You mentioned you feed Blue Wilderness but it comes in a couple different flavors: chicken, salmon and duck. Of those three, I’d choose to feed the duck flavor because if we’re just blindly choosing a protein source that we think will be less allergenic, duck is a good choice. However, if you read the ingredient list of the Blue Wilderness Duck closely, you’ll see that ingredient number two is chicken meal. So, while the duck may be an improvement, we still haven’t eliminated the #1 most common food allergen. Switching to a hypoallergenic diet like Royal Canin HP or Hill's Z/D Ultra is an option but that gets pretty expensive pretty quickly especially for a large breed dog like Whiskey. You can also explore a different brand of food that is made with allergy dogs in mind like Natural Balance. Natural Balance has several limited ingredient diets including a duck or venison flavor that may be a good choice. For larger dogs, it is always also an option to have them food allergy tested prior to choosing a new diet. Some dermatologists don’t believe the food allergy blood tests are very accurate but we have had very good success with them at my clinic so I recommend it and had it done for my own allergy dog.
Additionally, we have some control over fleas. You mentioned Whiskey does not have fleas and that’s wonderful but you didn’t say if he was on a monthly flea preventative. For allergy dogs, I always recommend they be on a monthly flea preventative just in case. Many dogs are very allergic to flea bites so I feel it is important to be proactive about preventing a flea infestation. Sure, you can wait and only treat if there are fleas seen but then you’re behind and playing catch-up. If you don’t like the topical flea preventatives either because of personal preference or your dog’s sensitive skin, there are tablets like Comfortis, Program, Sentinel, and Trifexis. Sentinel and Trifexis also contain heartworm preventative so they are all-in-one. I prefer the tablet versions of heartworm and flea preventatives for dogs with skin allergies.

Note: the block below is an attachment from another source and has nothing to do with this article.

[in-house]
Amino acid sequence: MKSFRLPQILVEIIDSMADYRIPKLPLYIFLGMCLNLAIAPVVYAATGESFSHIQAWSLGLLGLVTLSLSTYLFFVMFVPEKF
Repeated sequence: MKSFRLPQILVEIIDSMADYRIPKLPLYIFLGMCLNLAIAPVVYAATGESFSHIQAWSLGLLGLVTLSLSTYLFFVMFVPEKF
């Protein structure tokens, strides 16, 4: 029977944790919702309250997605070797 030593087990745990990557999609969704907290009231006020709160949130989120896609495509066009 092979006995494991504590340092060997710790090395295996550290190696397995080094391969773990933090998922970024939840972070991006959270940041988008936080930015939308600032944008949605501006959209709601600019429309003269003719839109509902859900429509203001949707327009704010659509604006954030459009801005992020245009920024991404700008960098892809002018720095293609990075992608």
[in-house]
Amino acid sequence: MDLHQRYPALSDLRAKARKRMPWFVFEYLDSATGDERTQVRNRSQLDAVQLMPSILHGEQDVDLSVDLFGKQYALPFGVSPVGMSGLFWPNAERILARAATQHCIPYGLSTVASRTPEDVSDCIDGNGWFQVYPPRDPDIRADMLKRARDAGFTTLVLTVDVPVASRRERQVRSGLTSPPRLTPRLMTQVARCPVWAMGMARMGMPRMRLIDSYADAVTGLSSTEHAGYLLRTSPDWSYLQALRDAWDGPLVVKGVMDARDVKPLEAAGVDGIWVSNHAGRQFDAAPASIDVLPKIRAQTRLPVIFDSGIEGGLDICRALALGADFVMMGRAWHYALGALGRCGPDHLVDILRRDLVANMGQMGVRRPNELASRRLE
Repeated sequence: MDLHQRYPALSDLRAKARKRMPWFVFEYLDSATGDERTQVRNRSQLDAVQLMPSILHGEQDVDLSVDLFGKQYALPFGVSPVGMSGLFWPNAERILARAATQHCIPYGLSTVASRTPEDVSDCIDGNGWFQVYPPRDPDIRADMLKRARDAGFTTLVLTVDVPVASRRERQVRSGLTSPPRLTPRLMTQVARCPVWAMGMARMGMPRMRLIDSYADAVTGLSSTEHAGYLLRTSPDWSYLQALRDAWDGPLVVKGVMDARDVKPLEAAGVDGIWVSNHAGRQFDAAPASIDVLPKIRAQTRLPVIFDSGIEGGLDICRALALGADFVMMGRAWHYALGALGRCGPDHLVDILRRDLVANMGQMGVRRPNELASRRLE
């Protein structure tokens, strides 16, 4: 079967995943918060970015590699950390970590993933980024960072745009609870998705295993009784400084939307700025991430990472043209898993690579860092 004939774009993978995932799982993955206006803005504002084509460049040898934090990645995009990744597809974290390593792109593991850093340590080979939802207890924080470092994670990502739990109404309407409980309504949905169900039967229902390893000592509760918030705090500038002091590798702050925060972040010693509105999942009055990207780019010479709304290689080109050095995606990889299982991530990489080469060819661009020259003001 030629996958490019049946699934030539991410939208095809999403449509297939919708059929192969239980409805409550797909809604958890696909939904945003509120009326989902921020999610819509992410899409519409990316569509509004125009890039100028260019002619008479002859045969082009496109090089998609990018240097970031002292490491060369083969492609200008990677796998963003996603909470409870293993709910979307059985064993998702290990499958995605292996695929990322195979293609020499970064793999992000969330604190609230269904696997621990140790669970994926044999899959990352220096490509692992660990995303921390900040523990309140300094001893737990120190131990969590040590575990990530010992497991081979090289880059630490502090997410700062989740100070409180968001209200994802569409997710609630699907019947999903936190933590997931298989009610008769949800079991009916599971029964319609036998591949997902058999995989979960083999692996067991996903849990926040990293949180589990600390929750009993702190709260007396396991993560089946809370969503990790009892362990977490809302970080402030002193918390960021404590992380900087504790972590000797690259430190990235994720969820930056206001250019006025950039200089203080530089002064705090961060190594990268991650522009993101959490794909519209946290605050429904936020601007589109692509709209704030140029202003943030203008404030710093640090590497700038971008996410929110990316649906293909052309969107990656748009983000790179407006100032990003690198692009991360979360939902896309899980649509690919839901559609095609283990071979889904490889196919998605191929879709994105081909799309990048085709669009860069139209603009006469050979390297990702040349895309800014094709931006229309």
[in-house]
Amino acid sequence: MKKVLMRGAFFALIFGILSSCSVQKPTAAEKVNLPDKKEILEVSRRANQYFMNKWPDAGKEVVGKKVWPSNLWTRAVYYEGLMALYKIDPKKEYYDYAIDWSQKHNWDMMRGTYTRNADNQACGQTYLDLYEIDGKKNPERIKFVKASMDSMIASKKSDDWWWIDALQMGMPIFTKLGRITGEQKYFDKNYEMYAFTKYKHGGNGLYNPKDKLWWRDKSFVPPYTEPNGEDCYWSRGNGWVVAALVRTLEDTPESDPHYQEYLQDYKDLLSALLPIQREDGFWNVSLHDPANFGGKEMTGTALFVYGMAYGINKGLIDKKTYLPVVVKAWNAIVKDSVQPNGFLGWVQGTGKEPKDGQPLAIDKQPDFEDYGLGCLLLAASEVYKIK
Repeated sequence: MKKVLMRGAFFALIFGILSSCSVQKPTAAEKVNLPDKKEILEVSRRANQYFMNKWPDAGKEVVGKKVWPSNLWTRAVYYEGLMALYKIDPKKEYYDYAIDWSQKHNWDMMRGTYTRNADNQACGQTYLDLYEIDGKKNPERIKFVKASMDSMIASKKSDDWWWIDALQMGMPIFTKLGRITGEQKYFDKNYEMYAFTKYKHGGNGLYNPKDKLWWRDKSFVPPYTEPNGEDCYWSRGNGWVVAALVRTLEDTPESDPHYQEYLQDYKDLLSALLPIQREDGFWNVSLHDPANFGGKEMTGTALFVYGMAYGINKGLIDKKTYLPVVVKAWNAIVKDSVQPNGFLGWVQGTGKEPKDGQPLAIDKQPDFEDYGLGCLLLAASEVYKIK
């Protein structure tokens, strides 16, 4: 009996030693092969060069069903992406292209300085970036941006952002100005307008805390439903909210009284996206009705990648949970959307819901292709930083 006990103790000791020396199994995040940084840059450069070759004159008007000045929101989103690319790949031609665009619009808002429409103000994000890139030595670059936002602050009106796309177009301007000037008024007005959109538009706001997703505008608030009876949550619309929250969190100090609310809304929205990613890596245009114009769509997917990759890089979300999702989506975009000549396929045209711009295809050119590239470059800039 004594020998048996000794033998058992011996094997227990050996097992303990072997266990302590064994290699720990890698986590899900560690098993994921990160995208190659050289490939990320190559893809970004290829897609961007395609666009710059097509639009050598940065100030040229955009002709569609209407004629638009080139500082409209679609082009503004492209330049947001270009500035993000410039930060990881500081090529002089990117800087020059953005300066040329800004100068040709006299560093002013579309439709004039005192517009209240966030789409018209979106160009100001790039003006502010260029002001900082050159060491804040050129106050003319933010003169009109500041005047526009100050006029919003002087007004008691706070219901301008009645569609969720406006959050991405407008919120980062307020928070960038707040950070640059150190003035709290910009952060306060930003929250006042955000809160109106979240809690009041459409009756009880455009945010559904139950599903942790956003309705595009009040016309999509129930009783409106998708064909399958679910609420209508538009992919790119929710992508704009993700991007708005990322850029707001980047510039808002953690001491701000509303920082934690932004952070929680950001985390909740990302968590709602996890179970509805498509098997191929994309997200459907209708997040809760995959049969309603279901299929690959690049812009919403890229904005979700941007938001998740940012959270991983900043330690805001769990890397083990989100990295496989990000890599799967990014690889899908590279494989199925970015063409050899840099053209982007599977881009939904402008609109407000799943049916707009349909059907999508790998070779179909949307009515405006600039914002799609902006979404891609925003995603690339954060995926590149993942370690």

For all other allergens your dog is exposed to (pollens, weeds, trees, molds, indoor allergens), you can never 100% eliminate exposure. Treatment for those allergens means allergy testing and immunotherapy to teach your dog’s immune system to ignore those allergens. Testing and immunotherapy are pricey but better for your dog’s long term health than repeated rounds of steroids and antibiotics. Steroids and antibiotics work wonderfully, but they’re terrible if used long-term and are really only a band-aid solution. With Whiskey being so young, I would not recommend doing steroids every year as I would worry about potentially harmful side effects long-term.
There are a couple easy things you can try before jumping to allergy testing especially if your dog’s allergies aren’t really severe. Frequent bathing is helpful. I personally like and use Duoxo Calm shampoo and spray for my dog. It helps repair the skin’s barrier to allergens thus making your dog’s skin less likely to react. I also like a newer product called Allerderm that is a topical spot-on allergy treatment that aims at improving the skin’s barrier function. When my Great Dane is having an allergy flare-up, I just restart the Allerderm twice a week for a couple weeks and then go back to once a month. Supplements with omega-fatty acids help keep skin in tip-top shape, too. There are many omega-fatty acid supplements on the market, see what supplement your vet recommends for Whiskey.
Some dogs benefit from anti-histamine medications but you’ll want to consult with your vet about what ones she recommends for Whiskey and what dosage is appropriate for his size. As long as you have a standing relationship with a veterinarian and she has seen Whiskey within the past year, she may be able to recommend an antihistamine and dosage over the phone. Anti-histamines are typically safe for use long term if needed.
My suspicion is that if Whiskey’s eyes are only red and there is no green or yellow discharge or cloudiness to his eyes, then it is probably allergy related. Yes, unfortunately, that’s part of the allergy package. Severe eye allergies can be treated with an eye drop but that would be prescribed by your veterinarian. Most dogs with mild redness don’t require any eye drops but may see improvement with an anti-histamine medication.